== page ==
Coping with Standardized Test Stress: 8 Strategies

The end of the year is an exciting time for parents and students due to the fact that school will soon be over, opening up the opportunity for summer adventures. However, there is usually one last hurdle to overcome before summer fun can begin: standardized testing. Such high-stake exams can leave students burned out, and parents frazzled about how to best support their children during this time. Read on to learn eight ways parents and students can collaborate to implement strategies that will conquer standardized tests and even other exams.

1) Look at the big picture

Standardized testing is important because ACT and SAT scores can help determine which colleges a student can attend. Students, you should try your best to score as high as possible, but at the same time, don’t worry yourself sick over these tests. Colleges will look at everything from your grades to your personal statement. Some colleges don’t even require standardized test scores.

Parents, keep in mind that many times your son or daughter isn’t just afraid of failing a test, they’re also afraid of disappointing you. Don’t get angry at or guilt trip them when they are trying their best, because that will only make them more distressed.

2) Take breaks

Studying all day won’t help students succeed on their tests. Breaks should be taken every 60-90 minutes.

Some break ideas: students can quick walk, talk to a friend briefly, see what they missed on social media, or get up and stretch. Parents can support taking breaks, or even do one of these activities with the student.

3) Anxiety-Reducing Activities

As part of self-care, or as part of a break, students and even parents can do activities that will help reduce stress and anxiety, together or each individually, such as the following:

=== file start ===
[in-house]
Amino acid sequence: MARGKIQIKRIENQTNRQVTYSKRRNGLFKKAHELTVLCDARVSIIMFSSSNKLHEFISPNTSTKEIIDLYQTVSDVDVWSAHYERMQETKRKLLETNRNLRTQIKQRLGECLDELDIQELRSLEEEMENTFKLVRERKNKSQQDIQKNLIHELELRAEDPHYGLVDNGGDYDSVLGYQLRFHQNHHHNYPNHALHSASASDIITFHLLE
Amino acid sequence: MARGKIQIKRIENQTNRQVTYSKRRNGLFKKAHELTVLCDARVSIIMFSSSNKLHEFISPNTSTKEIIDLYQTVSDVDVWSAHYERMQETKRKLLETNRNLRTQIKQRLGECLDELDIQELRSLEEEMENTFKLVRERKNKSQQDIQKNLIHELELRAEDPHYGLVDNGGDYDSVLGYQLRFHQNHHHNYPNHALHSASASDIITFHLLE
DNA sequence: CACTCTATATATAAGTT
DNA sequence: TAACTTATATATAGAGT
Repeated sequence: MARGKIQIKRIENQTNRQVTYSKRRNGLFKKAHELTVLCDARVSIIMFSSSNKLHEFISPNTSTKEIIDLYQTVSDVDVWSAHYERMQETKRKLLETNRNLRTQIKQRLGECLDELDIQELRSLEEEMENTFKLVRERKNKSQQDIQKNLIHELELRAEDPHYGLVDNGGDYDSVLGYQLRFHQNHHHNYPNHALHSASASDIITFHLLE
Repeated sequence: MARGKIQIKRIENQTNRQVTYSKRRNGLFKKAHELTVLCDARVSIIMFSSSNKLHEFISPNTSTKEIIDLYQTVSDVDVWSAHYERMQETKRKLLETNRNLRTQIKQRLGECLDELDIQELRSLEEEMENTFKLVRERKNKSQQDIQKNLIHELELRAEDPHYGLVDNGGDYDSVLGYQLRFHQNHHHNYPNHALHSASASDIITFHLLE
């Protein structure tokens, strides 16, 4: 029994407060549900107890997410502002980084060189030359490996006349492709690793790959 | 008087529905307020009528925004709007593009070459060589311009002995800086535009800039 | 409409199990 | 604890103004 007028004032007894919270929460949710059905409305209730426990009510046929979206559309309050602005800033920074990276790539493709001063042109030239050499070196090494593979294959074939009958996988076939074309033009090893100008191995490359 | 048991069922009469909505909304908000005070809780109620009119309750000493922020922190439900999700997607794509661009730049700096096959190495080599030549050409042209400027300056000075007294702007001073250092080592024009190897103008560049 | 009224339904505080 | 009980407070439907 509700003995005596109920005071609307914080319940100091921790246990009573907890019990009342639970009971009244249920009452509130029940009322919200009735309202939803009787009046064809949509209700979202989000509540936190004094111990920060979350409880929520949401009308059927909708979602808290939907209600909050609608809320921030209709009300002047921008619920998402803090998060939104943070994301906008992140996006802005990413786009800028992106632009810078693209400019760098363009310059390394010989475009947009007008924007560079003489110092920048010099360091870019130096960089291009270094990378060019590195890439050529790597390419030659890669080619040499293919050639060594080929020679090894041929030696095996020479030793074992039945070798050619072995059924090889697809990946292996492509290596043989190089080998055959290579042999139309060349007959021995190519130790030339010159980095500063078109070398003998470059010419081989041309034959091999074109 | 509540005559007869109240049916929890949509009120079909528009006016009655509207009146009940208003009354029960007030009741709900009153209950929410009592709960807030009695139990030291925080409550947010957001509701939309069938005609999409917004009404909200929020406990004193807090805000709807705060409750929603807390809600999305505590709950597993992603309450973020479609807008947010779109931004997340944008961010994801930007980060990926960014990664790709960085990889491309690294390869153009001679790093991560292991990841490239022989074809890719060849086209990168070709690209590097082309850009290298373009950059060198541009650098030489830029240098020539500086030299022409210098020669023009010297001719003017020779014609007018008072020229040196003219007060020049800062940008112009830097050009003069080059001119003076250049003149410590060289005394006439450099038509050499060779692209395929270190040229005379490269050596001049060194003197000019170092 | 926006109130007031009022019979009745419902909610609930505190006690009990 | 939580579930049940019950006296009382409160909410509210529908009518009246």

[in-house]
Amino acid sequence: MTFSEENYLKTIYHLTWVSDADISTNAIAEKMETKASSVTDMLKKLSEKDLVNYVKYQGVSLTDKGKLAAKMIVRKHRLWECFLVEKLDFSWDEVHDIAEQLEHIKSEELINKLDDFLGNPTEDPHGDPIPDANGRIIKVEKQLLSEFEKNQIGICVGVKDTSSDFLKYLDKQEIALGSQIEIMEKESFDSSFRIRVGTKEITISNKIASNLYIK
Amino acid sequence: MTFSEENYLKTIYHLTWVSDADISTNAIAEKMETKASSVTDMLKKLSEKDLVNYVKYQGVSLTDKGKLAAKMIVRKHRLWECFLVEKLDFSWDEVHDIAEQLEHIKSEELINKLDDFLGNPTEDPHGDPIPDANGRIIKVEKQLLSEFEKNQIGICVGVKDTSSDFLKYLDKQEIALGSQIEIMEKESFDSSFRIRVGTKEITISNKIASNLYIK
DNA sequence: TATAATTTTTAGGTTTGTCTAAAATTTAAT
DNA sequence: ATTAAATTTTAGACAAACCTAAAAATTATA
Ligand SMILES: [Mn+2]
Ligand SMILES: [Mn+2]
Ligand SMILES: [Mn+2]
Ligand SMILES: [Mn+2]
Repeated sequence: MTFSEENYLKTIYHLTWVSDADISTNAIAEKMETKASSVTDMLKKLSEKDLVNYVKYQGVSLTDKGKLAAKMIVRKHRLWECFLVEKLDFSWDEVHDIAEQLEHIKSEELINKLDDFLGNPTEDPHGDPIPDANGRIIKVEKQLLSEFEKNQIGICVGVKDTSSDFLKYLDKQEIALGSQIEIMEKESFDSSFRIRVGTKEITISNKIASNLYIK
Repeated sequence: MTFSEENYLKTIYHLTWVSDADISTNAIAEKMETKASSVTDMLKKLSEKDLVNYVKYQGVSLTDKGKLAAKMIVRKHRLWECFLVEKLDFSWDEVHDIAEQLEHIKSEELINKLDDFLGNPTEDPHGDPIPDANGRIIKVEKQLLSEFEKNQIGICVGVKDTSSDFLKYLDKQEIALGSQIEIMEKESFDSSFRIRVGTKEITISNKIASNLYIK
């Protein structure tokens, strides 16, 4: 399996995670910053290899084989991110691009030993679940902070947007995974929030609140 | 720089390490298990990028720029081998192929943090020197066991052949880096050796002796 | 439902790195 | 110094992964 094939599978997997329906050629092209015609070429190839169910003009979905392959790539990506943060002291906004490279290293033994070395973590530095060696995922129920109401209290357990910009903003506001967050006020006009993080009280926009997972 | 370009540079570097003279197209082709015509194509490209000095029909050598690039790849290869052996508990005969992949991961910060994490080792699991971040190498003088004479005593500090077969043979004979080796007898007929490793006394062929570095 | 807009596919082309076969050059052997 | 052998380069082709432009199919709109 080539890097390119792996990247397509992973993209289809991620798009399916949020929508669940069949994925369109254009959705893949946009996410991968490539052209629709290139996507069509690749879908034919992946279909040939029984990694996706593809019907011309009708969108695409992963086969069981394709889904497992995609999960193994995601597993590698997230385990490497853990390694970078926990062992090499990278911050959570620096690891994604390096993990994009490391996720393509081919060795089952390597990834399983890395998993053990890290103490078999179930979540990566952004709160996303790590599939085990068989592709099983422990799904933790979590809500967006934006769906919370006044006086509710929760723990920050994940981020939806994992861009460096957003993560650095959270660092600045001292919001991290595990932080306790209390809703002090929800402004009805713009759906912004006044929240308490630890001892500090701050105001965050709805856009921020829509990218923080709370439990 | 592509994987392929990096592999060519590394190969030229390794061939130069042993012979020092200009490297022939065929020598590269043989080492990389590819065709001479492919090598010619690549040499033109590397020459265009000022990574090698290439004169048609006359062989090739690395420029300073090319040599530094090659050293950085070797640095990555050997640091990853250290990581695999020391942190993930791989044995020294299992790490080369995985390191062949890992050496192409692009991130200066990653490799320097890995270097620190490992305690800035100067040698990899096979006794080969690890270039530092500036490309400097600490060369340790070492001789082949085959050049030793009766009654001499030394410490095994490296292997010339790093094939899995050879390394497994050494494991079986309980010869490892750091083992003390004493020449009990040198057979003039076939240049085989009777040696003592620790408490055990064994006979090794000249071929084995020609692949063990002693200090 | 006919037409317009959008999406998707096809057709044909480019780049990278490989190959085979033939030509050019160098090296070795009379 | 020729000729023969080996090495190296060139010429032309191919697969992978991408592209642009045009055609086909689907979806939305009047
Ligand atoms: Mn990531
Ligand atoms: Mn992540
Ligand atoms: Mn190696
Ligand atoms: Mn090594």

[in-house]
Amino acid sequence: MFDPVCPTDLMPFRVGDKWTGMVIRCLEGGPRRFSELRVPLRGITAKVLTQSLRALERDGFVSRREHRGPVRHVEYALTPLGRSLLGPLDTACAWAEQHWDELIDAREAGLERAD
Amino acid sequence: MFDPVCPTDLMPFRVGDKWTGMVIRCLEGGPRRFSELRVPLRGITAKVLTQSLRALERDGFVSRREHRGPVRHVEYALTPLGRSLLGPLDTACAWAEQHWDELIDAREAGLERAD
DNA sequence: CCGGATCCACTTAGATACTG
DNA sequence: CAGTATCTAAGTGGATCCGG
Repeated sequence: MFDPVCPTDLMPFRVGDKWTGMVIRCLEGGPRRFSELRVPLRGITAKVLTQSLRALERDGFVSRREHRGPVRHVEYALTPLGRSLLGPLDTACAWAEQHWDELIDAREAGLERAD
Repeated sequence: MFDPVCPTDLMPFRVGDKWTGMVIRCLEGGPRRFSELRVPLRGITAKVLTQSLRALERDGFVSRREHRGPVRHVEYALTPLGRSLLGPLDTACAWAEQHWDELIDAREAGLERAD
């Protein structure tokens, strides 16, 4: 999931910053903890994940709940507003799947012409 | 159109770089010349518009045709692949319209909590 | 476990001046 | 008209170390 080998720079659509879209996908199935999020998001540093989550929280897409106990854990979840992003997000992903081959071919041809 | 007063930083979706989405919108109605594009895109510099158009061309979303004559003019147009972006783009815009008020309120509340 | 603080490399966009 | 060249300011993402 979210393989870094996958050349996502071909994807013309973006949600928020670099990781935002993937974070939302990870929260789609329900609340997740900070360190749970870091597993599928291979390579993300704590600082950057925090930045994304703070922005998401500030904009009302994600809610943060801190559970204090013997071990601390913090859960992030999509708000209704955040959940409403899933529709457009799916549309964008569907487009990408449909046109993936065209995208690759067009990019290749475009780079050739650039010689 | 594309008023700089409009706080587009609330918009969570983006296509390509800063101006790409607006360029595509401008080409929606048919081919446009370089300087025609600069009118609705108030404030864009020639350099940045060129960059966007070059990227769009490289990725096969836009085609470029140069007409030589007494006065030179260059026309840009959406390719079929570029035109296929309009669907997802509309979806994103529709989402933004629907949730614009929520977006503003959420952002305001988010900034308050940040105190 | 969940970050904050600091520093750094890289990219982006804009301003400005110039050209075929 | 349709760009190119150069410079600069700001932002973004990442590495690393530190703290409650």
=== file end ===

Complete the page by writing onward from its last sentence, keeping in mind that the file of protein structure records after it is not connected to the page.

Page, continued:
• Meditate. Today, there are many resources for meditating, such Youtube videos or the website/app Headspace. In one Oxford study of Google and Roche employees, the use of Headspace caused a decrease in anxiety and depression. Meditation can help center and calm students and parents, especially when paired with deep-breathing exercises.
  • Exercise. Working out gets endorphins flowing, which can lead to a sense of well-being. It also burns nervous energy and gives fresh air.
  • 4) Do a practice test

    There are practice SAT and ACT tests everywhere. Parents can help with giving students the instructions and timing them. Hopefully, this can help students feel more comfortable with the testing format and boost their confidence if they score well. It can also help highlight weak spots. If the student struggles with the math section but excels with the reading section, then the student knows to concentrate on studying math.

    Free Practice test links:

    SBAC :
    PARCC :
    ACT Aspire :
    FSA :
    LEAP 2025:

    5) Come up with Rewards

    Students, if you have a hard time staying focused on studying, come up with a goal system to reward yourself for studying for the exams or doing a practice test. For example, watch one episode of a TV show you’re enjoying or get a Starbucks drink. Parents can help with setting fair rewards and maybe chip in for the cost.

    6) Find a Clean Workspace

    A messy desk or a room piled with dirty clothes can induce anxiety and affect concentration. To study more effectively, students should consider finding the cleanest or simpliest room in the house that will allow them to focus and be relaxed. Another option is to sit outside or go to the library. Students and parents could also team up to clean the student’s room or another area of the house to make a simple, calming workspace conducive to concentration.

    7) Talk about Feelings

    Students, if you’re feeling overwhelmed or worried, talk to you parent, a trusted friend, or write about it in a journal. It helps to get your feelings out. Find a way to explain your fears and then address them logically one by one.

    8) Get Creative

    Students should take a break by doing something creative and refreshing. They can write in a bullet journal, draw, paint, or do an adult coloring book. But they can’t spend all their time on these!

    Hopefully, these eight strategies will help both parents and students alike cope with the stress of standardized testing season. Remember, for those of you reading: to be patient with each other and express your love to each other, and coping with standardized testing will be much more manageable.


    Kara Paul